Here we see the inside of a Dana rear axle that uses a cast centersection to house the dif
Cast Center Housing vs. Third Member
There are two types of differential housings used in straight axles. A cast center housing holds the differential carrier bearing caps and uses a bolt-on inspection cover. This is common on many domestic axles. All ring-and-pinion setup must be performed at the axlehousing, which means it often is performed under the vehicle. Examples of axles with cast centersections include Dana 30, Dana 44, Dana 60, and GM 10-, 12-, and 14-bolt axles.
An alternative method of mounting a differential carrier is in what is called a drop-out centersection, or third member. This type of axle is common on many imports and on the venerable Ford 9-inch housing. In this case, the carrier is mounted in a cast housing that bolts up to a flanged hole in the axlehousing. These are also known as banjo-style axlehousings.
Toyota axlehousings typically use a drop-out design where a third member bolts to a studde
One disadvantage to a third member axle is that there is typically no easily removed inspection cover. The entire third member must be removed to view or setup gears, and this requires removal of the axleshaft ends from the differential. However, once removed, the third member can be carried over to a workbench where all gear work can be performed. Gear setup is more convenient with this method. Trail swapping a broken third member is also a realistic option.
Low-Pinion vs. High-Pinion
Most often, a straight axle will have what is referred to as a low-pinion design, meaning the pinion gear meshes with the ring gear below the centerline of the axle. High-pinion designs are ones where the pinion gear meshes above the centerline of the axle.
The big advantage of running a high-pinion axle is that it keeps the driveshaft higher, improving ground clearance. This is especially helpful where tall lifts or short driveshafts are in use, and it provides lower driveshaft angle when compared to using a low-pinion axle. However, moving the pinion flange or yoke upward on the axle means that there may be more clearance issues with other vehicle parts during full up-travel.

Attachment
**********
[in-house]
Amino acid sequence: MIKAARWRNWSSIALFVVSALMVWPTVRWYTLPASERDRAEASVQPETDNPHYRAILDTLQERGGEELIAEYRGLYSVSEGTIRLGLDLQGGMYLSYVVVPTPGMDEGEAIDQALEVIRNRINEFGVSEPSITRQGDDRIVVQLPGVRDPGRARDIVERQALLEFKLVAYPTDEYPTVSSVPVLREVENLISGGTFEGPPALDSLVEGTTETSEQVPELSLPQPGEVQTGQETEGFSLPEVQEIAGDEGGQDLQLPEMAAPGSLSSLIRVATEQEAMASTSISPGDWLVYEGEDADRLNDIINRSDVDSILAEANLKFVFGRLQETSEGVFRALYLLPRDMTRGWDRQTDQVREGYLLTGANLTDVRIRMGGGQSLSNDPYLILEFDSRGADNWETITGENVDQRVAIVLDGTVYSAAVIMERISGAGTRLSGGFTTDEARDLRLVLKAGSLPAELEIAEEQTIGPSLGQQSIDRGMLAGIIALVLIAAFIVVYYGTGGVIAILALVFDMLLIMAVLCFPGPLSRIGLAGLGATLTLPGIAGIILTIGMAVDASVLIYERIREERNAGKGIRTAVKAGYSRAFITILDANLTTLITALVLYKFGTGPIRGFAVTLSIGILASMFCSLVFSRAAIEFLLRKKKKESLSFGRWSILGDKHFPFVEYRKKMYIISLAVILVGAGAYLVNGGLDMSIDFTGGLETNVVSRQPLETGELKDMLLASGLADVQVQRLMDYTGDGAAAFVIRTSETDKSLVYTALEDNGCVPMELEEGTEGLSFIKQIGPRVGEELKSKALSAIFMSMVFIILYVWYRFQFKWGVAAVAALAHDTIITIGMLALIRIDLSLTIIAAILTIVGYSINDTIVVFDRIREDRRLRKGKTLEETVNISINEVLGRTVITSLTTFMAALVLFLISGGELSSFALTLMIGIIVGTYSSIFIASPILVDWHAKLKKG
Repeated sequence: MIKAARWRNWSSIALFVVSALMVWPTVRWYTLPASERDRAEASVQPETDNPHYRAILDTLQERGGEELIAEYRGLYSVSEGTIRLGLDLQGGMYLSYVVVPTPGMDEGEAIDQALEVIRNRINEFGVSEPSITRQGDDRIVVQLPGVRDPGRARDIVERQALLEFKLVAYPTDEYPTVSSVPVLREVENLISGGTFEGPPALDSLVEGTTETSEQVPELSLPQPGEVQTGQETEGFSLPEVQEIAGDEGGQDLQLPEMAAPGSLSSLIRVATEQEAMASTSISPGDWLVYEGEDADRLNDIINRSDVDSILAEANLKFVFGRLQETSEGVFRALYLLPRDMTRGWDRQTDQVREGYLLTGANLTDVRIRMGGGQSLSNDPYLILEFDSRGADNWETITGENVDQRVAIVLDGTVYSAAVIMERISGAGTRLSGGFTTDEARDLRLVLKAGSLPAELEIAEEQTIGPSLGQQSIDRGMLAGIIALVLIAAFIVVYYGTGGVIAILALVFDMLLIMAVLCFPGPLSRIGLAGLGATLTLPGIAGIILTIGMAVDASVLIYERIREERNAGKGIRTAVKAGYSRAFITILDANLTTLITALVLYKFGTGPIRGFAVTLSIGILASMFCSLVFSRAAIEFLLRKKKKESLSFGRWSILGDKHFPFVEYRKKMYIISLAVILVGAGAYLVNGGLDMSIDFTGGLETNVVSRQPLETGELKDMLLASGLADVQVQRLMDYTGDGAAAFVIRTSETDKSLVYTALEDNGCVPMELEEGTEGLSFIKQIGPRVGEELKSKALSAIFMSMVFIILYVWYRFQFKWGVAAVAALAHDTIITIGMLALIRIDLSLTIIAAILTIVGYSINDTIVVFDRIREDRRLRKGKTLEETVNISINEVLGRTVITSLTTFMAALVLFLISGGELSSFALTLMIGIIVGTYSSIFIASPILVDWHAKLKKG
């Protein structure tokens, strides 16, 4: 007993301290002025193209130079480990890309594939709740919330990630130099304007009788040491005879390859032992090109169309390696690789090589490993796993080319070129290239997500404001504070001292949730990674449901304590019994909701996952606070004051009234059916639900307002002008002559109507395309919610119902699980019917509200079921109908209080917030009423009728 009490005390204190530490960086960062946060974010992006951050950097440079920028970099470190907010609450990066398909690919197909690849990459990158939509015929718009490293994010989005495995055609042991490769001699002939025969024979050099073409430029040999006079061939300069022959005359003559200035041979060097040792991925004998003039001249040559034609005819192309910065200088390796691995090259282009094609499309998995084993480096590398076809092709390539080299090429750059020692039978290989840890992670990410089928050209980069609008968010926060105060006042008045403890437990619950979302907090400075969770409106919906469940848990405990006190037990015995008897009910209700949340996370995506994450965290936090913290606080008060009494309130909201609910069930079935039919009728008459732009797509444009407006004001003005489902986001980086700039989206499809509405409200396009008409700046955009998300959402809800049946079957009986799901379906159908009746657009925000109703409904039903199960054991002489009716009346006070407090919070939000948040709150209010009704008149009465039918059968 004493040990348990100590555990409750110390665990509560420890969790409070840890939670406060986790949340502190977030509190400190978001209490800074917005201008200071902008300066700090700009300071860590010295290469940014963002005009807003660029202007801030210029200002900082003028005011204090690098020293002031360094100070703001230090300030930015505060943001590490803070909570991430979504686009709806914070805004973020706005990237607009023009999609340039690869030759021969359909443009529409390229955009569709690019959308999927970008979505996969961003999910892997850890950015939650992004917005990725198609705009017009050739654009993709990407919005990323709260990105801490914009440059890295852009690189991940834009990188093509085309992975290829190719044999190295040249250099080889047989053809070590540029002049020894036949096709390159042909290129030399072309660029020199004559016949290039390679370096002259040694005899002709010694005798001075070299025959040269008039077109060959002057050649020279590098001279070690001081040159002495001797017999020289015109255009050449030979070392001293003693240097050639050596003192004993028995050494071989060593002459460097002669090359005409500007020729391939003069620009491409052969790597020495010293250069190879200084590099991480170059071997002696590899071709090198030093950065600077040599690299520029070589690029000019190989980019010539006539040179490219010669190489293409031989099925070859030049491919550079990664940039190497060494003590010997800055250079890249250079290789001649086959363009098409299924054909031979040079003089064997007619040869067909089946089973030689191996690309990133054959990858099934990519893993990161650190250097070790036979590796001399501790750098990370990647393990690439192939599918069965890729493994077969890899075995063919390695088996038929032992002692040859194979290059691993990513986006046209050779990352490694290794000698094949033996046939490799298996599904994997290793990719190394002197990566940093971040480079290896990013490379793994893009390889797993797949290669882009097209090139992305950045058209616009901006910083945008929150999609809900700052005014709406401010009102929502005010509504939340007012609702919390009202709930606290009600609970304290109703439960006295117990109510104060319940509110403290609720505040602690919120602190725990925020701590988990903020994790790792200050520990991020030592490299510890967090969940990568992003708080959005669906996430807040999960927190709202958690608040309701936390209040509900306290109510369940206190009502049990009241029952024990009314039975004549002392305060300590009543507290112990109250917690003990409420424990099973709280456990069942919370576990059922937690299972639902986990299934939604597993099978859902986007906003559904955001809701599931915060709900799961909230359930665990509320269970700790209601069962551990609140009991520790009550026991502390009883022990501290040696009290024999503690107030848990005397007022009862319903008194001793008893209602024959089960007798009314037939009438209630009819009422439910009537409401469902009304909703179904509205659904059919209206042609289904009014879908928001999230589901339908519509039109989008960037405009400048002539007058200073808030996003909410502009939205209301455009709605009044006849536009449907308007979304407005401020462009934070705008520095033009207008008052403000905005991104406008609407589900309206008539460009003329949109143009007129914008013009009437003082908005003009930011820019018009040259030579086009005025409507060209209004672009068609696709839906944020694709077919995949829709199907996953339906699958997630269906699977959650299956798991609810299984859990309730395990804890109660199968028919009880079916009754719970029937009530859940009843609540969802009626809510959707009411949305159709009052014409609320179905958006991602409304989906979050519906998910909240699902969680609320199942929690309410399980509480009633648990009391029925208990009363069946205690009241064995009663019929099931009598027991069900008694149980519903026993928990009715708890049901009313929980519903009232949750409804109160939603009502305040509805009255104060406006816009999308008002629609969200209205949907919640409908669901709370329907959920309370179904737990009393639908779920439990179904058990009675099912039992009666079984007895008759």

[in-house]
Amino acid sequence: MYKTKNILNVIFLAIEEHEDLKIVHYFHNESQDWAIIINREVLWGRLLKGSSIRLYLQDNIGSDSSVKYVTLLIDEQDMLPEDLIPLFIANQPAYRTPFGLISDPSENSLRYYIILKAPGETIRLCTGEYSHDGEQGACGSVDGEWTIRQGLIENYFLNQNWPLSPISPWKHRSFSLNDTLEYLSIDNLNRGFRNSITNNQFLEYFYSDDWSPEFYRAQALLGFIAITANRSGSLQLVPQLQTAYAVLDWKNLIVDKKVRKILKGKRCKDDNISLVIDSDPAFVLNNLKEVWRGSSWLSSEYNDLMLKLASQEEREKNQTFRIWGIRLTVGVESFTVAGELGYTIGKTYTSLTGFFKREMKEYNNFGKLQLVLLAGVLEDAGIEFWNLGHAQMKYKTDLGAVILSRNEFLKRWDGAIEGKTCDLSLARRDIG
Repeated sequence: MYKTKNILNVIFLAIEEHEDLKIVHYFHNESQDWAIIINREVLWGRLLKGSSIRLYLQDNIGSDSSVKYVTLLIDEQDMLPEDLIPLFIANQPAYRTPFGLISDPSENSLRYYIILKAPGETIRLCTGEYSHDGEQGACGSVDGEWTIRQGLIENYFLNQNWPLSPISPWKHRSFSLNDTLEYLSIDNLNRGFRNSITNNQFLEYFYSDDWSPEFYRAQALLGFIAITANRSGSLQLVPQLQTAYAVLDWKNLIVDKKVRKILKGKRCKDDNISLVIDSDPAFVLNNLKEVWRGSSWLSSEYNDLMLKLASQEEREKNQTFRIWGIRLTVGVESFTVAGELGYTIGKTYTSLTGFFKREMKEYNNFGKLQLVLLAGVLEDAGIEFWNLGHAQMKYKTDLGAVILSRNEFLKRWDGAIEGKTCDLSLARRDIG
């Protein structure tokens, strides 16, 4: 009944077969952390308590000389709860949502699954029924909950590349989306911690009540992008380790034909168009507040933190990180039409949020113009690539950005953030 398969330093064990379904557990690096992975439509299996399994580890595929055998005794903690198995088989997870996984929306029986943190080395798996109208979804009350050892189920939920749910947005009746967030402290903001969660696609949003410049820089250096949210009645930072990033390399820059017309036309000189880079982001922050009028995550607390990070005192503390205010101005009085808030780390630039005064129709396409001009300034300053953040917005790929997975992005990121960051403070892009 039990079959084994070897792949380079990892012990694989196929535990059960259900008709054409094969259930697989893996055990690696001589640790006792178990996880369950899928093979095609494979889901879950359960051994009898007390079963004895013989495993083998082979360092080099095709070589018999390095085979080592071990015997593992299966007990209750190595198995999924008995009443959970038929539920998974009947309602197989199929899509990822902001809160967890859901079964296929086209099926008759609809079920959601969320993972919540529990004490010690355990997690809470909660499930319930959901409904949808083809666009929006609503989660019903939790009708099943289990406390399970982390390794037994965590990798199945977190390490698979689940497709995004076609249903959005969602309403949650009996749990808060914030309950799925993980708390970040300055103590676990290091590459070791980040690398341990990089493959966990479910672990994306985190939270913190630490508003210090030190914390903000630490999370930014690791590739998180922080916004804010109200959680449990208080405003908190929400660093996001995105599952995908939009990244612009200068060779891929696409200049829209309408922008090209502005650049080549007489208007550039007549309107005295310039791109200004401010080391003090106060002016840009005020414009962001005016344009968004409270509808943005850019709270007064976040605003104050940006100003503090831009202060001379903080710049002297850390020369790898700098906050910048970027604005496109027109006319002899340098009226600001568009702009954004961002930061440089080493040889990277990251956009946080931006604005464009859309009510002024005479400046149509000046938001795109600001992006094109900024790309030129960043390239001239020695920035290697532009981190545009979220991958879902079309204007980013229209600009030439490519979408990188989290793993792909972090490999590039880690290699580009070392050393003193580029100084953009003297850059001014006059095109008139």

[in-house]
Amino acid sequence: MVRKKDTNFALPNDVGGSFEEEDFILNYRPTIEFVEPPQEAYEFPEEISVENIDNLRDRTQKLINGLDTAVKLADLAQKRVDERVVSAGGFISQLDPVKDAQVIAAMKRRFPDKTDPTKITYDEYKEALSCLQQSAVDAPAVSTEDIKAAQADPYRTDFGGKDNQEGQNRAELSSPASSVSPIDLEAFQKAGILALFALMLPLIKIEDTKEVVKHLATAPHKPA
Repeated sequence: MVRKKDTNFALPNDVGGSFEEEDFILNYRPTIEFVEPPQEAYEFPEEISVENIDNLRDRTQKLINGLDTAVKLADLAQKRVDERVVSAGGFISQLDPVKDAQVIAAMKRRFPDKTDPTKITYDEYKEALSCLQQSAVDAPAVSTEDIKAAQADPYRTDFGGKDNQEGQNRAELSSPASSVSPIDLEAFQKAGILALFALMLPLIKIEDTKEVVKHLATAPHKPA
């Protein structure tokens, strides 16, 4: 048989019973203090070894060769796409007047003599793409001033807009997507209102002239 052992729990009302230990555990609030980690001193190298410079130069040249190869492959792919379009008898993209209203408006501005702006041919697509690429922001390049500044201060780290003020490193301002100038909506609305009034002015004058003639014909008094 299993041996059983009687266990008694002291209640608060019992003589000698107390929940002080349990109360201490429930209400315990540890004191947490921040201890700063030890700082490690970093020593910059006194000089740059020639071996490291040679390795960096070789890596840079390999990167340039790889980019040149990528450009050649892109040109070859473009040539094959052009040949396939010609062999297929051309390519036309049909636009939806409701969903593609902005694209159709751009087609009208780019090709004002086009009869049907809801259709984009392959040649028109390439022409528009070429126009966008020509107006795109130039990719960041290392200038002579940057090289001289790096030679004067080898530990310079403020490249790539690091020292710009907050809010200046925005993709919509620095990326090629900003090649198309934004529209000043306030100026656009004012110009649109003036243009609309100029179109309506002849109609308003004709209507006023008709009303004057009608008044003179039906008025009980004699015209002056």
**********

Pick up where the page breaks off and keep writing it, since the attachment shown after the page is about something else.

When used in a front axle application a high-pinion axle and gearset is generally 20 to 30 percent stronger than its low-pinion counterpart. However, when used as a rear axle, a low-pinion axle and gearset is 20 to 30 percent stronger than the high-pinion version of the same axle.
This is a typical low-pinion version Toyota third member that could fit in the axlehousing
With a cast centersection, such as that found on many domestic axles, gear work must be do
A custom-built high-pinion front Ford 9-inch such as this can offer about 4-5 inches of ad
This type of unit bearing assembly can be found on a number of late model trucks. The four
Fixed Spindle vs. Unit Bearing
On a front axle, you’ll encounter two types of bearing assemblies: fixed spindle and unit bearing. For many years, 4x4 axles used a hollow fixed spindle on which a wheel hub spun on tapered roller bearings. In recent years, more OEM manufacturers have started to shift to the use of unit bearing assemblies. On these, a bearing set and spindle reside in a sealed, non-serviceable assembly that is bolted to the axle as a unit.
With a fixed spindle design, the wheel hub slides over a spindle and rides on a set of tap
Traditional fixed spindle assemblies offer the ability to clean, repack, and replace individual components as needed. They are also typically a stronger unit than a comparable unit bearing assembly. For some applications, there are aftermarket kits to convert from the use of a unit bearing to a fixed spindle for longer wear life and the ability to perform maintenance.